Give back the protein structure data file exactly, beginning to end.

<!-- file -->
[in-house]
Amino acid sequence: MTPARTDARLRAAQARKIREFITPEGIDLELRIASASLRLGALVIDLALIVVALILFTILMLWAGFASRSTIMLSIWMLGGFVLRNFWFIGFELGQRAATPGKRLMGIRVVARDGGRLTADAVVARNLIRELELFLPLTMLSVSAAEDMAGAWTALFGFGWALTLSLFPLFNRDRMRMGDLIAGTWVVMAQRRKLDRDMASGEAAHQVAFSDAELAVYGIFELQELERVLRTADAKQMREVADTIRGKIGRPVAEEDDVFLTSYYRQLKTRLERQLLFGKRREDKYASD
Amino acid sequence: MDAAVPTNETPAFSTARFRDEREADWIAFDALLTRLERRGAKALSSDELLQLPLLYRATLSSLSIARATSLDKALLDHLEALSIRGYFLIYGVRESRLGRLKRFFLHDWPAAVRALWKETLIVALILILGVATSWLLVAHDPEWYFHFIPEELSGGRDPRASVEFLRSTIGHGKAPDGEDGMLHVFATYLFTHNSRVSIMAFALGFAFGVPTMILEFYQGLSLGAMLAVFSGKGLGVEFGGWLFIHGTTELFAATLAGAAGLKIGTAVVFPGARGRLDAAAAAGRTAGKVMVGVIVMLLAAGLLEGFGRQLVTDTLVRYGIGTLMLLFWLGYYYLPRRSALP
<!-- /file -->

[in-house]
Amino acid sequence: MTPARTDARLRAAQARKIREFITPEGIDLELRIASASLRLGALVIDLALIVVALILFTILMLWAGFASRSTIMLSIWMLGGFVLRNFWFIGFELGQRAATPGKRLMGIRVVARDGGRLTADAVVARNLIRELELFLPLTMLSVSAAEDMAGAWTALFGFGWALTLSLFPLFNRDRMRMGDLIAGTWVVMAQRRKLDRDMASGEAAHQVAFSDAELAVYGIFELQELERVLRTADAKQMREVADTIRGKIGRPVAEEDDVFLTSYYRQLKTRLERQLLFGKRREDKYASD
Amino acid sequence: MDAAVPTNETPAFSTARFRDEREADWIAFDALLTRLERRGAKALSSDELLQLPLLYRATLSSLSIARATSLDKALLDHLEALSIRGYFLIYGVRESRLGRLKRFFLHDWPAAVRALWKETLIVALILILGVATSWLLVAHDPEWYFHFIPEELSGGRDPRASVEFLRSTIGHGKAPDGEDGMLHVFATYLFTHNSRVSIMAFALGFAFGVPTMILEFYQGLSLGAMLAVFSGKGLGVEFGGWLFIHGTTELFAATLAGAAGLKIGTAVVFPGARGRLDAAAAAGRTAGKVMVGVIVMLLAAGLLEGFGRQLVTDTLVRYGIGTLMLLFWLGYYYLPRRSALP